7. You're getting me completely wrong. What I'm saying is: In a civil war where warlords are fighting each other, take it with a grain of salt when a small warlord accuses a bigger warlord of his crimes, don't think that those crimes are singular or exceptional - and if you want justice, put all the warlords out of business. (And, if you go to an investigative journalist, or even to the United Nations, to make them aware of the small warlord's YouTube accusations against the big warlord, expect to be shrugged off.) That's why I compared to Jinni Tech's videos to truther videos. They're literally repeating the Joseph Kony YouTube meme (- sticking to the warlord analogy).
  8. Yes, and then Blackmagic sued him over taking away trade secrets (I linked to a summary of the lawsuit). As a result of that feud, we now have Blackmagic pushing its BRAW and not supporting ProRes RAW in Resolve, because it's Atomos technology. Atomos conversely pushes ProRes RAW which it jointly developed with Apple - and for which it pays license fees to RED, since RED legally threatened Atomos over breaching its compressed RAW video camera patent. As a result of all these shenanigans, RAW video is a f*cked-up mess. (Again, I'm just bringing up all these examples to show the whole tech industry is Machiavellian, with lawsuits over overpriced proprietary technology being its routine business.)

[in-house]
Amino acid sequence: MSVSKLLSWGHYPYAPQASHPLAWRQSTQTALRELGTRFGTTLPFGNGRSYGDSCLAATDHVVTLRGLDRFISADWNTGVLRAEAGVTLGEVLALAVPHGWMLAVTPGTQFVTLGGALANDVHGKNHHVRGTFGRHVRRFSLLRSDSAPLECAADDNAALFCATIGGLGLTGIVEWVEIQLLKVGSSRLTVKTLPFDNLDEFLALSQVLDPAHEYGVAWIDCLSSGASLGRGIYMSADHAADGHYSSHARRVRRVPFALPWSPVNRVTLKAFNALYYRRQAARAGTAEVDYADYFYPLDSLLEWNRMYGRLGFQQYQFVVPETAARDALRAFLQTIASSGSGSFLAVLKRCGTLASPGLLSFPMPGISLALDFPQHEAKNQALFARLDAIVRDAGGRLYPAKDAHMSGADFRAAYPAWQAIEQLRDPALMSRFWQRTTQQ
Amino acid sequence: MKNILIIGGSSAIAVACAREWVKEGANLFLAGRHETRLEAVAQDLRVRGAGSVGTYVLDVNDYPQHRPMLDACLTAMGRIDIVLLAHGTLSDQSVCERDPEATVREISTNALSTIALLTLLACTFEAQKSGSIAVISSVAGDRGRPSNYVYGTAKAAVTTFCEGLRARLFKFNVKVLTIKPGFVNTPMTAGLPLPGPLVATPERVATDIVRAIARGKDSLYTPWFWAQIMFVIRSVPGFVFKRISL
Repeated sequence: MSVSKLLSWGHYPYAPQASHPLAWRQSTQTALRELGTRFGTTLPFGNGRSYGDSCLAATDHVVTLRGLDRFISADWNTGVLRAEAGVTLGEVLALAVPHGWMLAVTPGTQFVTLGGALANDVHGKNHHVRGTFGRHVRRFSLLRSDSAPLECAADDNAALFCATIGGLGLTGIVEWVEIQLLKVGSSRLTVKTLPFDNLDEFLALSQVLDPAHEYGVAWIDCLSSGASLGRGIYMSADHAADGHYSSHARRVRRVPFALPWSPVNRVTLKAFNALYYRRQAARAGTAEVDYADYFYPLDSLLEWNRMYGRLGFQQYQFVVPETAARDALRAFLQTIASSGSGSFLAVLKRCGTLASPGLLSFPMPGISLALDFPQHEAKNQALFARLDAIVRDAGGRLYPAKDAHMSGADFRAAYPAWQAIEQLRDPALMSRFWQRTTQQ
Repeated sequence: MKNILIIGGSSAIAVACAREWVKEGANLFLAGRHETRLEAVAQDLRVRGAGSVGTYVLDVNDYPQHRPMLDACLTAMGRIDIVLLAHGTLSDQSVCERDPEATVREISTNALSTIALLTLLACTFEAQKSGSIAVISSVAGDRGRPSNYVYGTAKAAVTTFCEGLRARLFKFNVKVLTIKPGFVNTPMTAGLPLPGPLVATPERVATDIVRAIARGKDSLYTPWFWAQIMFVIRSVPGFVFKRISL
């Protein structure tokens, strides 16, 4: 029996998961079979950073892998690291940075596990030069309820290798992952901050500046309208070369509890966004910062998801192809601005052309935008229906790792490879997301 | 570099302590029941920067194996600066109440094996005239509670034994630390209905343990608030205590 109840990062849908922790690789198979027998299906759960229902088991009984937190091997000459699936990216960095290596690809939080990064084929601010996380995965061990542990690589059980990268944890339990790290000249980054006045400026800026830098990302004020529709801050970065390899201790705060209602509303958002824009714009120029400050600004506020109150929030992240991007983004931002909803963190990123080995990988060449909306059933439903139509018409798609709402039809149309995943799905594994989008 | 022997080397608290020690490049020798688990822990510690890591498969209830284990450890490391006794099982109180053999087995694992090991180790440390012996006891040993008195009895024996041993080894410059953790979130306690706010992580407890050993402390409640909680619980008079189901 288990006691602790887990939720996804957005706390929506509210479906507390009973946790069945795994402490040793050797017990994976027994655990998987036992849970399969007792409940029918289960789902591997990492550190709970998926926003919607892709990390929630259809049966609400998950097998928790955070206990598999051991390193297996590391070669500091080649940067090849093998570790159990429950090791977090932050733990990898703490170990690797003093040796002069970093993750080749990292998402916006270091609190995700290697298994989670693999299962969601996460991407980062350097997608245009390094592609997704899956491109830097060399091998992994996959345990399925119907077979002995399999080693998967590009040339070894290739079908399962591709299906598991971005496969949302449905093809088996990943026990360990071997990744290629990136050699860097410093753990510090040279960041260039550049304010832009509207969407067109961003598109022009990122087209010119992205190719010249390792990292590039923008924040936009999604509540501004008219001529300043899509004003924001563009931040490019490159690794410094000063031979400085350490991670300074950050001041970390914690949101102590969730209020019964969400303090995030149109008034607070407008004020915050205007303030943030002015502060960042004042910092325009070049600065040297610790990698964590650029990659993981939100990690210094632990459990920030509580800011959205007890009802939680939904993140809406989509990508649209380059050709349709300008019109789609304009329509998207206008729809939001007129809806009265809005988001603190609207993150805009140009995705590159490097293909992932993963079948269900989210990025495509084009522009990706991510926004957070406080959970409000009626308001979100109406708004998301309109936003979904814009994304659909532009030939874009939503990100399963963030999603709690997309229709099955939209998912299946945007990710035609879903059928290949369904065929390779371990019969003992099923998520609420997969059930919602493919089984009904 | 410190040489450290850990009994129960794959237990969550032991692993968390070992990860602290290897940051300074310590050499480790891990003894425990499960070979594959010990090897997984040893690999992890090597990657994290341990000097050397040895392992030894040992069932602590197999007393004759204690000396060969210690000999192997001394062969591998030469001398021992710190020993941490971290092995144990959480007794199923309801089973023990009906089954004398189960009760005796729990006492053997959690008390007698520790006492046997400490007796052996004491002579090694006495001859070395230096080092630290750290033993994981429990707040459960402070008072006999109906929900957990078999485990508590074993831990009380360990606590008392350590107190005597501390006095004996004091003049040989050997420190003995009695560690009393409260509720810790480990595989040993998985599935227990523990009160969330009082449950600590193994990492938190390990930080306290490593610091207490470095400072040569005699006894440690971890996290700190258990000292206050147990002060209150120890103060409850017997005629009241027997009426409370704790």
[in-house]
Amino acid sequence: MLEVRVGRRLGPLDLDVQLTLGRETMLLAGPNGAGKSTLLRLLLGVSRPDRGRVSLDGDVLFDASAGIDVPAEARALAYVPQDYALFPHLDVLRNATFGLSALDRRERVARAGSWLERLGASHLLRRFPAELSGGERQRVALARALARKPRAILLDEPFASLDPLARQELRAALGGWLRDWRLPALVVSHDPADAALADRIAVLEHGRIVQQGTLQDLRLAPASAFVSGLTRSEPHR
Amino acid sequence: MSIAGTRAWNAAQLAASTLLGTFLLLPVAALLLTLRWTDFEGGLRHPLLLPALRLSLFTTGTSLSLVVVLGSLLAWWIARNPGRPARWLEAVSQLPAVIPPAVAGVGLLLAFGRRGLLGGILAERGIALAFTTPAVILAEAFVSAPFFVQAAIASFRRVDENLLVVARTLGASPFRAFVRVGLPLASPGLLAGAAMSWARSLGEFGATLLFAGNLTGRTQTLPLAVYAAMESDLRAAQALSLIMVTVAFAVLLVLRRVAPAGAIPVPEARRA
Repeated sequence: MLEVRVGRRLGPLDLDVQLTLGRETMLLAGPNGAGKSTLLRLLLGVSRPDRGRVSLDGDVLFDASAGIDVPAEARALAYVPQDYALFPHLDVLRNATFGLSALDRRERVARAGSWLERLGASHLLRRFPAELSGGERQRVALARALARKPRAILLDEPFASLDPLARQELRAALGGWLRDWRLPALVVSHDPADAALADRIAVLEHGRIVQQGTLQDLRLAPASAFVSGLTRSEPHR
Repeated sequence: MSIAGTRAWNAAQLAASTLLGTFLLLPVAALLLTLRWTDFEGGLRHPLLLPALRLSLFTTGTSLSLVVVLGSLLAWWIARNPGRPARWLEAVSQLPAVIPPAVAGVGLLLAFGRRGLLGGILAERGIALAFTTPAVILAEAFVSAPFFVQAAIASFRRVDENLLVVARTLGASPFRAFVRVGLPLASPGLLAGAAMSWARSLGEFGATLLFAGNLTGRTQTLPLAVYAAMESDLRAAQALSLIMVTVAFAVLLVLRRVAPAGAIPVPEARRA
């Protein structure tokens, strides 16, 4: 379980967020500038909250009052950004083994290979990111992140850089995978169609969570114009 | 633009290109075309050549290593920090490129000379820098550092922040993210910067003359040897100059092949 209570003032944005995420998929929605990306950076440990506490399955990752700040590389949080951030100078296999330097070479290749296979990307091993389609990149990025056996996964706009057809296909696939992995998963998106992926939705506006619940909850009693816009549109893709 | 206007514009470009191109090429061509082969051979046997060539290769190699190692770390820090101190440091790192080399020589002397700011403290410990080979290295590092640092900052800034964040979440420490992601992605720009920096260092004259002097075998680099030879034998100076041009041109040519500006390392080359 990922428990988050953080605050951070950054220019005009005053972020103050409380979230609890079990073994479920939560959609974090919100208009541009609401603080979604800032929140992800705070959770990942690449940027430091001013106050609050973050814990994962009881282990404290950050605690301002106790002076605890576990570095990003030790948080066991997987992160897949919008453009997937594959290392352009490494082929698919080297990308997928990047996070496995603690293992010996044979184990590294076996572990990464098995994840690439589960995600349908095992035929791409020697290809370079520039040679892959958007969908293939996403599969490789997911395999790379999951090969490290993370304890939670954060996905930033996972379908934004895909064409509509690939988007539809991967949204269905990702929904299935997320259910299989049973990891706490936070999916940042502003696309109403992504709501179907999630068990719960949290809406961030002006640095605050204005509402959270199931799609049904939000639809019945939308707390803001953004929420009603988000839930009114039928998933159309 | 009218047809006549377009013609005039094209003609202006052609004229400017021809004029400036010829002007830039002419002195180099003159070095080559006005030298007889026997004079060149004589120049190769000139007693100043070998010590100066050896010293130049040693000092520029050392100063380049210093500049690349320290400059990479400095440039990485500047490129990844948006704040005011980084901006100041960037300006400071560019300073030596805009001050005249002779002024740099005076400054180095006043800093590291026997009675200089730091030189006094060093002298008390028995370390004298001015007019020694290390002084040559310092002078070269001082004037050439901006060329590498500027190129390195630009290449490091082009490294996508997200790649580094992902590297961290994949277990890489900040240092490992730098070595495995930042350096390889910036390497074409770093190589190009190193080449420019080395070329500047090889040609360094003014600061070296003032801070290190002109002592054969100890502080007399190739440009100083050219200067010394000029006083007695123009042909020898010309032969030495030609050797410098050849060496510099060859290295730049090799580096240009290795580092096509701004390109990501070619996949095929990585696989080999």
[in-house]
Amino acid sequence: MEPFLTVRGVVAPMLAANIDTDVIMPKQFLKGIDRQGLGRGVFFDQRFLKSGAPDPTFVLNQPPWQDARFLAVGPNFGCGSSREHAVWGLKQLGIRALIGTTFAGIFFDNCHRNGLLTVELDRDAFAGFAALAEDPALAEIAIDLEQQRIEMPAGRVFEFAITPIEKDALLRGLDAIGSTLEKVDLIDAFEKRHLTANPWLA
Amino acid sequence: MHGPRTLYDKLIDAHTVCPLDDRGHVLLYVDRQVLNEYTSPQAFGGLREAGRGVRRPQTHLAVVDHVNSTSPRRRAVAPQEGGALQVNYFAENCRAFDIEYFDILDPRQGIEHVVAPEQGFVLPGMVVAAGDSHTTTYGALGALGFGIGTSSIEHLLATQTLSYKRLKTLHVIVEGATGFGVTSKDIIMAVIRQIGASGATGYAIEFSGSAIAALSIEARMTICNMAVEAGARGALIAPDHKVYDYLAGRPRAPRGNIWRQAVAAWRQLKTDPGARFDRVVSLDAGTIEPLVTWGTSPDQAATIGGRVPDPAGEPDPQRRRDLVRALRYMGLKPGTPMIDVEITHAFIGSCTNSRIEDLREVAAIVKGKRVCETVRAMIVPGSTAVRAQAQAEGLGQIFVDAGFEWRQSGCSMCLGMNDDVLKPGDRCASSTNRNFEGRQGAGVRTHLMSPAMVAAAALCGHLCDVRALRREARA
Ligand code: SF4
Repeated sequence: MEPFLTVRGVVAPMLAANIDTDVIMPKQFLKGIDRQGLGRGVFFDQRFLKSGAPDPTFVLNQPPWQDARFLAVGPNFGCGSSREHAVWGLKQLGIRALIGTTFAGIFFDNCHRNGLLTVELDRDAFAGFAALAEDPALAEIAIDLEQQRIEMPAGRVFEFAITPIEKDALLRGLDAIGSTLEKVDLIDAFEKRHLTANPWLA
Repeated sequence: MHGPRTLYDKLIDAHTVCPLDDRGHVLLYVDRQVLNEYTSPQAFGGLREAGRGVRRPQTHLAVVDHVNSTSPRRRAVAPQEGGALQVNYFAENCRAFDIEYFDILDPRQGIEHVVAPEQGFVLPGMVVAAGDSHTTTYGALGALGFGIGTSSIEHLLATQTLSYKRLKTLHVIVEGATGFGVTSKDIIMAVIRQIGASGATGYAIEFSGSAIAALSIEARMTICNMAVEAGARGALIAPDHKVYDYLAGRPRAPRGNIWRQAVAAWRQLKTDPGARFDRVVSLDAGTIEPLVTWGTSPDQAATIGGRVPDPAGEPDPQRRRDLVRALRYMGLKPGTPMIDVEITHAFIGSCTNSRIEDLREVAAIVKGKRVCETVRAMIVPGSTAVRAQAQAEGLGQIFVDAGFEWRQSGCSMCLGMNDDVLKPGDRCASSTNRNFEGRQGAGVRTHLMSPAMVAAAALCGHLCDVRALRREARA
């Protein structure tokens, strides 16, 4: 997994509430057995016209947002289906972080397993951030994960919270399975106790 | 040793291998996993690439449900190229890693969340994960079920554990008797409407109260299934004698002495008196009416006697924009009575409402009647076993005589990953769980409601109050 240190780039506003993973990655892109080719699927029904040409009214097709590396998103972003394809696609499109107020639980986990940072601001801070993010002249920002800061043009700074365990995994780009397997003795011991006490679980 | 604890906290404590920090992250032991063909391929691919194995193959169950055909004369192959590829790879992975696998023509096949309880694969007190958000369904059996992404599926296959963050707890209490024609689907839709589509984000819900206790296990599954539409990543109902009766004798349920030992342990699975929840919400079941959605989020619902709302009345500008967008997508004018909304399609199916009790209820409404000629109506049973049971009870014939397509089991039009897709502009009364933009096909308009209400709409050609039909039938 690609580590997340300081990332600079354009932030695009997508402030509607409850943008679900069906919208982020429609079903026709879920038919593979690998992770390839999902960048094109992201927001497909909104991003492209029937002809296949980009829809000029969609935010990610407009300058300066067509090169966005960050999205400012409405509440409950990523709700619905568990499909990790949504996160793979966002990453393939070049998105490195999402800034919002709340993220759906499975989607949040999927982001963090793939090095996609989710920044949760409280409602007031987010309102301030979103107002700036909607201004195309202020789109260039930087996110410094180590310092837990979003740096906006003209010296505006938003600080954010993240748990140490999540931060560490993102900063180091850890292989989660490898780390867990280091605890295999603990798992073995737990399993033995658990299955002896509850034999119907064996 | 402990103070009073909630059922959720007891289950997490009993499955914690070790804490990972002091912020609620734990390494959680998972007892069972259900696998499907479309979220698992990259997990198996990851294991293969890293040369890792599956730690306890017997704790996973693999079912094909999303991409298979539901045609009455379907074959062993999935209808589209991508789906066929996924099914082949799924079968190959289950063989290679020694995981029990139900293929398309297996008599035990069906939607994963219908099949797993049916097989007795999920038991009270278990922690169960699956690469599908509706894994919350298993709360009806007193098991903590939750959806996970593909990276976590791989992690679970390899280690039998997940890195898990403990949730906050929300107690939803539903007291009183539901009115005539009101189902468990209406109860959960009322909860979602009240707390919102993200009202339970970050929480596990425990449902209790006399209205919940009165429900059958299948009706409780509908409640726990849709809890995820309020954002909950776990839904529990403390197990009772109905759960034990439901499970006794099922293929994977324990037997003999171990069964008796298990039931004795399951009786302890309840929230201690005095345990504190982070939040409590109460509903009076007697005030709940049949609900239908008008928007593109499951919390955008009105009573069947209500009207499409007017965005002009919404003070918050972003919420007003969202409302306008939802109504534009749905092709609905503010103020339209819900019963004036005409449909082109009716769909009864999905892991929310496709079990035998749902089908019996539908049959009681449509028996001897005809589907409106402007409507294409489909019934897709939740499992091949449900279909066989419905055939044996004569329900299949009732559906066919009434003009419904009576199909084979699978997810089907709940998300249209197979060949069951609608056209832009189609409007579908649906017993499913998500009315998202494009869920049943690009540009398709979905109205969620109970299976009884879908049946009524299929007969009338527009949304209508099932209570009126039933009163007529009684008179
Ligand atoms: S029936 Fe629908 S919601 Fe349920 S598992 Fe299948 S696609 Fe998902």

9. I didn't write this, I only wrote that they presented a Prosilica GX2300 as the D16 prototype at SXSW when the Digital Bolex project made its first public appearance, and launched its Kickstarter campaign - so I actually said the same that you said! And just for fun/entertainment: Here's some interesting coverage of the litigation history between Blackmagic and Atomos: https://www.lexology.com/library/detail.aspx?g=1892682b-5576-4997-8b87-1c750c6a768d
  10. Speaking of which: Apple just took legal action against a small company for its "Prepear" app that allows to plan meals, arguing that its pear logo was an infringement of Apple's logo: "Prepear says that it is a 'very small business' with only five team members, and explains that legal costs from the dispute have already cost thousands of dollars and the layoff of a team member." https://www.macrumors.com/2020/08/08/legal-action-against-company-with-pear-logo/ So, here you have the equivalency of the hot dog stand. I'm not saying that RED's business practices aren't despicable, I'm only saying that they're common in the industry.
  11. Out of my head: How HP and other printer manufacturers shut out third-party ink cartridge suppliers by putting DRM chips into their printers that would cause the printers to stop working and spew out error messages if you used a third-party ink cartridge. HP (and other "original" printer manufacturer) ink is several times more expensive per liter than Chanel No. 5 perfume and vintage Scotch whiskey. In fact, RED only copied the HP business model with its RED mags. How practically all camera manufacturers use DRM chips in their batteries to block the use of third-party batteries, and spread FUD (fear/uncertainty/doubt) that third-party batteries will damage your camera. - Just this week, I'm struggling with third-party battery error/warning messages from a Sony mirrorless camera after I installed a firmware update. How Amazon sues all web stores that implement 1-click-buy buttons. How Apple sued everyone who used the word "App Store". How Microsoft earns more patent royalties from Android licenses than from its own operating systems. How the MPEG-LA sues everyone who uses the h264 codec without paying them license fees.